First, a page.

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France

Yearbook 2015

France. According to COUNTRYAAH, the country was hit hard by Islamist terrorism during the year. On January 7, two brothers shot a total of twelve people, the majority of journalists, in an attack on the satire newspaper Charlie Hebdo's Paris office. In related assaults, a third perpetrator murdered a police officer and four people in a Jewish grocery store. All three perpetrators were shot dead by police. The shock was great and “je suis Charlie” (I am Charlie) became a widely used expression of sympathy for those affected and in support of freedom of expression and open society.

2015 France

2015 FranceThe worldwide TV5 Monde station was hit in April by a multi-hour cyber attack when the Islamic State (IS) terrorist organization took control of the digital broadcasts. In the same month, President François Hollande announced increased defense efforts of close to EUR 4 billion in response to the extremist threat.

In August, a man was disarmed on a high-speed train en route from Amsterdam to Paris. The man who, among other things, had an automatic weapon was overpowered by fellow passengers.

France, which had previously participated in the US-led bombing of IS in Iraq, expanded its attacks in September to include Syria.

On November 13, Paris was hit by one of the worst terrorist acts in Europe during the postwar period. A total of 130 people were killed in concerted attacks on a football arena, a concert venue and several restaurants and bars. Six perpetrators blew to death and one was shot by police, but a couple were believed to have escaped. An emergency permit was introduced in the country and the borders were closed. IS took on the deed.

The following week, police hit the suburb of Saint-Denis and killed three people. One of them was the suspected brain behind the November act, a wanted Belgian-Moroccan man sentenced to prison in Belgium for terrorist offenses.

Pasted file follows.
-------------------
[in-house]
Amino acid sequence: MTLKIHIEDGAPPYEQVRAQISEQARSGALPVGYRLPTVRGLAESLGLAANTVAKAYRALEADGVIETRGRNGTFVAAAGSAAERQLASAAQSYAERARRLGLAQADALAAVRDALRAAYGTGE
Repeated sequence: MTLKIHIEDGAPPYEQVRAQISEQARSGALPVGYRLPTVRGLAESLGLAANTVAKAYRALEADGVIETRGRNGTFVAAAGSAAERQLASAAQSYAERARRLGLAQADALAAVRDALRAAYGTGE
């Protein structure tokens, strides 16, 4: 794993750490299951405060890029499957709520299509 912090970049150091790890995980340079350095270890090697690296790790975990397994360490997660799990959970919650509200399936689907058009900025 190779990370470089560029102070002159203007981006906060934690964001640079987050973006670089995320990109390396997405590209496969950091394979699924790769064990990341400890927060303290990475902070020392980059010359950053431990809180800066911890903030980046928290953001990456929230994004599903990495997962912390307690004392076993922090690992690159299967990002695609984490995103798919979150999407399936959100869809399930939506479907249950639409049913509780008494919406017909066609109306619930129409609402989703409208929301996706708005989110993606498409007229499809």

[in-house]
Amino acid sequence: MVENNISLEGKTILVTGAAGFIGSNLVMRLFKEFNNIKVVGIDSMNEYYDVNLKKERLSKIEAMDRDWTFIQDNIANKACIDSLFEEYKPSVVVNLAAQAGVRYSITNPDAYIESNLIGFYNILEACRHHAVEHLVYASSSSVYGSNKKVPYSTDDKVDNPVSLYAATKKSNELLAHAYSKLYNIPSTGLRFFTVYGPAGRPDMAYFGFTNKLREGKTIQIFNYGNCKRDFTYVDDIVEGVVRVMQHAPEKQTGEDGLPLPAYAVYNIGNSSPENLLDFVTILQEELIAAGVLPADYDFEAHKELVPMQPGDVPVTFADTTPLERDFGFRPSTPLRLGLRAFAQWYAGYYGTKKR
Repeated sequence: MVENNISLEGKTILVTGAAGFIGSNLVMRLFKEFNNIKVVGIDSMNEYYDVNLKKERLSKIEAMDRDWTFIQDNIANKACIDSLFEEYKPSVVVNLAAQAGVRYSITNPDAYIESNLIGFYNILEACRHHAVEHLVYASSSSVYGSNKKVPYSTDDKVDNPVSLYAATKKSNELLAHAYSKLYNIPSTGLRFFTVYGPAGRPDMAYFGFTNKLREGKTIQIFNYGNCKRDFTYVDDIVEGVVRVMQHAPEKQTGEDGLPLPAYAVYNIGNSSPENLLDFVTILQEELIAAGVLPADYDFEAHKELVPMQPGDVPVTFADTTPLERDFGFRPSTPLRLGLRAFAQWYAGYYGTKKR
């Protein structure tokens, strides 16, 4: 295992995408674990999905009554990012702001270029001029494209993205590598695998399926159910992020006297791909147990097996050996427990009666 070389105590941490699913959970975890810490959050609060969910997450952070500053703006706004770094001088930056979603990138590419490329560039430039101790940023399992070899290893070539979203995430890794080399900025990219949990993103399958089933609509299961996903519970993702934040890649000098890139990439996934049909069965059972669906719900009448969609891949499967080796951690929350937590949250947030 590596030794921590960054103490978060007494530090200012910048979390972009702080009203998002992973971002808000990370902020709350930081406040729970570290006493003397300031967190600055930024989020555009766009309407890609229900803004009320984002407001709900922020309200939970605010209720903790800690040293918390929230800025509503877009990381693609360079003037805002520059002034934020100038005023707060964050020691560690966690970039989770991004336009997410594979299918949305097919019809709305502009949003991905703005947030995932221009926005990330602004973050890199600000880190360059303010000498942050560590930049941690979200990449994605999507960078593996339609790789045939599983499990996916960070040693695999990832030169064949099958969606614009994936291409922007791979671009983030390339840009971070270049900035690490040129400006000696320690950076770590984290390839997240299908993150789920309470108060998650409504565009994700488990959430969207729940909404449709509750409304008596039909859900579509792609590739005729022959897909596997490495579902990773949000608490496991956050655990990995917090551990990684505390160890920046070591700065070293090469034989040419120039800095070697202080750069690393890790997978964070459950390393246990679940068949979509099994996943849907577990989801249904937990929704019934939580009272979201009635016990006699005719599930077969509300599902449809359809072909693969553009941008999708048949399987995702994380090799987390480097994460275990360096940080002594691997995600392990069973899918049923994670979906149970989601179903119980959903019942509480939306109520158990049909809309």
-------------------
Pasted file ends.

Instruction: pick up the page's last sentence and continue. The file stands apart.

All 150 people on board were killed when a German passenger plane on its way from Barcelona to Düsseldorf crashed in the French Alps in March, after the second pilot locked himself in the driver's cabin and fled the plane straight into a rock wall.

Splits within the Socialist Party helped Prime Minister Manuel Valls twice use a rarely used special procedure to push through legislative changes without allowing the National Assembly to vote. This was partly due to changes in labor law and partly to an economic reform package. Both times, distrustful votes were demanded against the government, which it did, however.

A feud at the highest level within the right-wing party National Front (UN) deepened during the year. 86-year-old party founder Jean-Marie Le Pen repeated earlier statements that the Nazis' gas chamber was a "historic detail", despite efforts by the daughter and successor of party leader Marine Le Pen to curb racism and anti-Semitism in the party. As a result, Jean-Marie Le Pen was banned from speaking in the party's name, and in August he was excluded from the party.

In the December regional elections, the United Nations went strong and became the largest party in the first round with close to 28% of the vote, just ahead of the leading bourgeois party that changed its name to the Republicans during the year (from the Union for a People's Movement, the UMP). The ruling Socialist Party backed down and was supported by only 23% of voters. However, in the second round of elections, when two candidates were pitted against each other, the UN failed to take home the victory in any region.

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